Drug Interactions

Do not use if you are using anticoagulant/antiplatelet medications (warfarin; Ticlid).13 As black cohosh may interact with CYP2E1 and CYP2D6 substrates, practitioners should be aware of potential drug interactions.14 The use of vitex is contraindicated in conjunction with bromocriptine, metaclopramide, dopamine agonists and antipsychotic drugs.15

  1. Matthews KA. et al. Menopause and Risk Factors for Coronary Heart Disease. N Engl J Med. 1989; 321:641-646.
  2. Christenson ES, Jiang X, Kagan R, Schnatz P. Osteoporosis management in post-menopausal women. Minerva Ginecol. 2012;64:181-94.
  3. Grimes DA, Lobo RA. Perspectives on the Women’s Health Initiative Trial of Hormone Replacement Therapy. Obstet Gynecol. 2002;100:1344–53.
  4. Sunita P, Pattanayak SP. Phytoestrogens in postmenopausal indications: A theoretical perspective. Pharmacogn Rev. 2011;5:41-7.
  5. Osmers R, Friede M, Liske E, Schnitker J, Freudenstein J, Henneicke-von Zepelin HH. Efficacy and safety of isopropanolic black cohosh extract for climacteric symptoms. Obstet Gynecol. 2005;105(5 Pt 1):1074-83.
  6. Kupfersztain C, Rotem C, Fagot R, Kaplan B. The immediate effect of natural plant extract, Angelica sinensis and Matricaria chamomilla (Climex) for the treatment of hot flushes during menopause. A preliminary report. Clin Exp Obstet Gynecol. 2003;30:203-6.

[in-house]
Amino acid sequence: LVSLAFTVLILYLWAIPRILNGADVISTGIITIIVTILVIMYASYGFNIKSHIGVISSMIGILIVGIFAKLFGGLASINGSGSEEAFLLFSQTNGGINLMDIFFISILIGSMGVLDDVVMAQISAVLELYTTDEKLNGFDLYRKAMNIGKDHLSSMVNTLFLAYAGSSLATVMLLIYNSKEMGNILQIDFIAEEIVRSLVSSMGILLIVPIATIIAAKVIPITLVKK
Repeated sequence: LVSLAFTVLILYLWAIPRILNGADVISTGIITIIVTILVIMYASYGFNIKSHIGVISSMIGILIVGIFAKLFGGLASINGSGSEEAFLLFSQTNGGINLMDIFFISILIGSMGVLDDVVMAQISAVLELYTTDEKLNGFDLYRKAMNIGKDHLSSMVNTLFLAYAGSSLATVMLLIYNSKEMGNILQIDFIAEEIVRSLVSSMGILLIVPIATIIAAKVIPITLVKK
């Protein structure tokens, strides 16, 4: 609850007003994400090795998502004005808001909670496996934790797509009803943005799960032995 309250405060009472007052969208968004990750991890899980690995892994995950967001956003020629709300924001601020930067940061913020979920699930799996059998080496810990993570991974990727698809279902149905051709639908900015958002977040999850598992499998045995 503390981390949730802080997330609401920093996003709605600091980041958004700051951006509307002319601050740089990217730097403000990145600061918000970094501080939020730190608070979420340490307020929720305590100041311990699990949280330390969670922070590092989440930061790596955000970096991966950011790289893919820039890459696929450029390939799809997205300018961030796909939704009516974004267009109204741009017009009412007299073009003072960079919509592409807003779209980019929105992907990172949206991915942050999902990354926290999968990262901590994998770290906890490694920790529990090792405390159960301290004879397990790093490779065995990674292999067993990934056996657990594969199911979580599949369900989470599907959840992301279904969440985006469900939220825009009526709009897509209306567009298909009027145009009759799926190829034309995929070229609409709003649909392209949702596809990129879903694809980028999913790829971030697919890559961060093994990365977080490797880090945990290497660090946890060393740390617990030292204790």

7. Nasri S, Oryan S, Haeri Rohani A, Amin GH, Yahyavi H. The Effects of Vitex agnus castus L. Extract on Gonadotrophines and Testosterone in Male Mice. Iranian Int. J. Sci. 2004,5:25-30.
  8. van Die MD, Burger HG, Teede HJ, Bone KM. Vitex agnus-castus (Chaste-Tree/Berry) in the treatment of menopause-related complaints. J Altern Complement Med. 2009;15:853-62.
  9. Ishihara M, Ito Y, Nakakita T, Maehama T, Hieda S, Yamamoto K, Ueno N. [Clinical effect of gamma-oryzanol on climacteric disturbance-on serum lipid peroxides (author’s transl)]. [Article in Japanese] Nihon Sanka Fujinka Gakkai Zasshi. 1982;34:243-51.
  10. Smith CJ. Non-hormonal control of vaso-motor flushing in menopausal patients. Chic Med. 1964;67:193-5.
  11. Teschke R, Schwarzenboeck A, Schmidt-Taenzer W, Wolff A, Hennermann KH. Herb induced liver injury presumably caused by black cohosh: a survey of initially purported cases and herbal quality specifications. Ann Hepatol. 2011;10:249-59.
  12. Duffy C, Perez K, Partridge A. Implications of phytoestrogen intake for breast cancer. CA Cancer J Clin. 2007;57:260-77.
  13. Gurley BJ, Gardner SF, Hubbard MA, Williams DK, Gentry WB, Khan IA, Shah A. In vivo effects of goldenseal, kava kava, black cohosh, and valerian on human cytochrome P450 1A2, 2D6, 2E1, and 3A4/5 phenotypes. Clin Pharmacol Ther. 2005;77:415-26.
  14. Shi S, Klotz U. Drug interactions with herbal medicines. Clin Pharmacokinet. 2012;51:77-104. doi: 10.2165/11597910-000000000-00000.
  15. Dugoua JJ, Seely D, Perri D, Koren G, Mills E. Safety and efficacy of chastetree (Vitex agnus-castus) during pregnancy and lactation. Can J Clin Pharmacol. 2008;15:e74-9.